It’s no secret that for us, for instance, anti-drug measures are very important. When we encourage young people to go in for sports, especially popular team sports like football, it helps us resolve these issues. Moreover, I think that in the past decades we could hardly have hoped that a World Cup would be held in Asia, as it was in South Korea, or in Africa, for that matter, but Blatter made it happen. He has extended the boundaries of football and turned it into a truly global sport. This is a great achievement and the credit for it goes to him as an individual. If I were asked, I’d certainly vote for Mr Blatter.

Question: Mr Putin, at the end of 2010, Minsk said they would like to see Gazprom’s monopoly restricted – at least in Belarus. This week, the representatives of the European Commission said the same thing. Is this issue being discussed and is this possible or not?

Vladimir Putin: The purchase of 50% of Beltransgaz by Gazprom is being discussed. This is what is being discussed now.

Question: How far have the talks gotten?

Vladimir Putin: They are in their final stages.

Question: When will Gazprom decide on the purchase?

Vladimir Putin: It may happen very soon.  It depends on the position of our Belarusian colleagues. Gazprom already owns 50% of Beltransgaz. On the whole, it will not be a bad purchase for us, but we can do without it. I think that Belarus is interested in Gazprom becoming the full owner of Beltransgaz. In this case, Gazprom will be more willing to invest money into the gas transport network.

Question: Candidates for the post of the IMF managing director are now being discussed. Whom would you support? And what is your attitude towards the scandal surrounding Dominique Strauss-Kahn? Was he framed for political reasons?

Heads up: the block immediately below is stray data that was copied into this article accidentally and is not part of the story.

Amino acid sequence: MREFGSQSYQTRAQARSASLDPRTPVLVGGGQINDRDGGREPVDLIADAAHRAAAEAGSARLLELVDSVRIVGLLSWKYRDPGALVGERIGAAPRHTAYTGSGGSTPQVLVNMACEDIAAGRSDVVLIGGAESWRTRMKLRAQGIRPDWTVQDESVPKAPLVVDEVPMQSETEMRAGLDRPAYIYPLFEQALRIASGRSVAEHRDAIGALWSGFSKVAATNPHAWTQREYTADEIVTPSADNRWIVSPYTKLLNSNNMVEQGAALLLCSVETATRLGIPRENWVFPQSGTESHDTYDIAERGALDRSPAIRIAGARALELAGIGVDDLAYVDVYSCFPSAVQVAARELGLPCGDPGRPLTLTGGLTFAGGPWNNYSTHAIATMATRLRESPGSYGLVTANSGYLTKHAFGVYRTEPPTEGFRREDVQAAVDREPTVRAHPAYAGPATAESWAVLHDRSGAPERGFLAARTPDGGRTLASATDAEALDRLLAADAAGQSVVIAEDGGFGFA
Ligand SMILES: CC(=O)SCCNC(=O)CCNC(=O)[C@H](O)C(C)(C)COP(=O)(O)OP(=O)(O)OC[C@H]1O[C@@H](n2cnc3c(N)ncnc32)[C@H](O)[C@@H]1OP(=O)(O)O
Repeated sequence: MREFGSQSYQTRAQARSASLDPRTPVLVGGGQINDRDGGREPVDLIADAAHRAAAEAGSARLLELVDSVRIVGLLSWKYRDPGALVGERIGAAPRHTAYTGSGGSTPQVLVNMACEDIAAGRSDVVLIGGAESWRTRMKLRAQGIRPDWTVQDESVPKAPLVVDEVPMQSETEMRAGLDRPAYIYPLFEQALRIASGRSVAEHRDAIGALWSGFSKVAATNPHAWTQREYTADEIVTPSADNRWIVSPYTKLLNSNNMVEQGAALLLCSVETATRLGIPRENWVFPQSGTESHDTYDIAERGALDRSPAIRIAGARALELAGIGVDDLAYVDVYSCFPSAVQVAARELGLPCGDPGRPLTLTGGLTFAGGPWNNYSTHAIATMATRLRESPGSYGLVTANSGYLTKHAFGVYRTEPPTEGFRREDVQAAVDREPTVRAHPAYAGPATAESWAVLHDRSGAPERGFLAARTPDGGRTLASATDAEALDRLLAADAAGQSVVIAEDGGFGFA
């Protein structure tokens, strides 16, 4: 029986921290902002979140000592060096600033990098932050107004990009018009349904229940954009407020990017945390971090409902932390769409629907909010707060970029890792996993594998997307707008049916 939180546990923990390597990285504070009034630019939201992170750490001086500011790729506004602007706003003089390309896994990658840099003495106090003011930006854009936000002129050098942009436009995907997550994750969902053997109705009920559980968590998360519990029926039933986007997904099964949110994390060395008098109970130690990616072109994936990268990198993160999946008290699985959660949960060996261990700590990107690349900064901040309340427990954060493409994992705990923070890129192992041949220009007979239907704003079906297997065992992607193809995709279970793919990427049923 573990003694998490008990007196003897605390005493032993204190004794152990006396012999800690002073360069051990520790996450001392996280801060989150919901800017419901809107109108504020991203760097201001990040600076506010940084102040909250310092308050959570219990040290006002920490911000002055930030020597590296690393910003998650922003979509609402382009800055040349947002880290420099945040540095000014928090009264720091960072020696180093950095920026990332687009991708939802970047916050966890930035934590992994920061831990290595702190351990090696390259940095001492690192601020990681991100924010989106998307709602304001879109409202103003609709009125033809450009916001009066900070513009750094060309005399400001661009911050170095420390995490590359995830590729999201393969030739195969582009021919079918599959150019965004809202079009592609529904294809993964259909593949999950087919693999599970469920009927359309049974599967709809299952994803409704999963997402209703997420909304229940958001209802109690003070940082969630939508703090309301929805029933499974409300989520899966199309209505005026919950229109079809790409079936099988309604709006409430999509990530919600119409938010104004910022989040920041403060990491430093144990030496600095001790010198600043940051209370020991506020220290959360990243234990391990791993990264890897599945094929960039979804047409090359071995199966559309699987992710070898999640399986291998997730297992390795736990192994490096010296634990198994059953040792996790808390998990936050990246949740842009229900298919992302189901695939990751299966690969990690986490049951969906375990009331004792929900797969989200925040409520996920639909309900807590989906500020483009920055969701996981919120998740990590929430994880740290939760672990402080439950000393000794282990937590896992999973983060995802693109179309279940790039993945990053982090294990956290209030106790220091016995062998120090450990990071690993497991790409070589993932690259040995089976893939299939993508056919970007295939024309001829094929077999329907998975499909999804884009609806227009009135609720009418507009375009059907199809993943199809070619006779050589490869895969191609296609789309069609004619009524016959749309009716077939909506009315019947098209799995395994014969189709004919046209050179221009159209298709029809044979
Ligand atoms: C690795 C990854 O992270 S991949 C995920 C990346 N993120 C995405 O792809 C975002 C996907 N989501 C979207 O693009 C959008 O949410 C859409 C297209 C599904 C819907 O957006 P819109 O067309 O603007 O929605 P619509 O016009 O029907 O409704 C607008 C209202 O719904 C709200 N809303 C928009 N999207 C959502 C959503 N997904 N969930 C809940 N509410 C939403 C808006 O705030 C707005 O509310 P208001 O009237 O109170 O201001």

Vladimir Putin: I don’t know much about the possible political reasons and don’t even want to touch on this issue, but it really is hard to believe that everything is as it was initially presented. I just can’t believe that – it is beyond me to understand it.

As for the candidates, different ones are being discussed. At the EurAsEC summit, we suggested the head of the Kazakhstan Central Bank. He is a very good specialist. Now our European partners are discussing the candidacy of the French finance minister. She is also a good choice. The decision must be made in a different place and at another level. However, the French candidacy is very serious.

Question: After the failure of its recent deal, Rosneft is looking for new partners, and some sources say it might turn to Shell. Do you think Shell may become Rosneft’s partner on the same terms as BP?

Vladimir Putin: It may. We have worked with Shell for a long time, and it is a comfortable partner for us. But our work with BP is not yet over. There are several different options. I think that such issues must be resolved at the corporate level. They are not for us to decide. Likewise, it’s not for us to decide who will head the IMF. I’ve merely expressed my own position. The same applies to Rosneft’s cooperation with Shell. We in the government do not mind in general which specific company will be involved in a given project. What matters to us is that the terms of its work meet our national interests.

Question: Are you saying that there are still options for cooperation with BP?

Vladimir Putin:  Absolutely. Why not? And cooperation on offshore projects  is also possible, of course.

Question: Do you think Col. Muammar Gaddafi has lost his legitimacy?

Vladimir Putin: I don’t think it is appropriate for me to discuss this now. The heads of the leading countries are now discussing this issue at the G8 summit in Deauville. I have already expressed my position more than once and have nothing to add.

Thank you very much.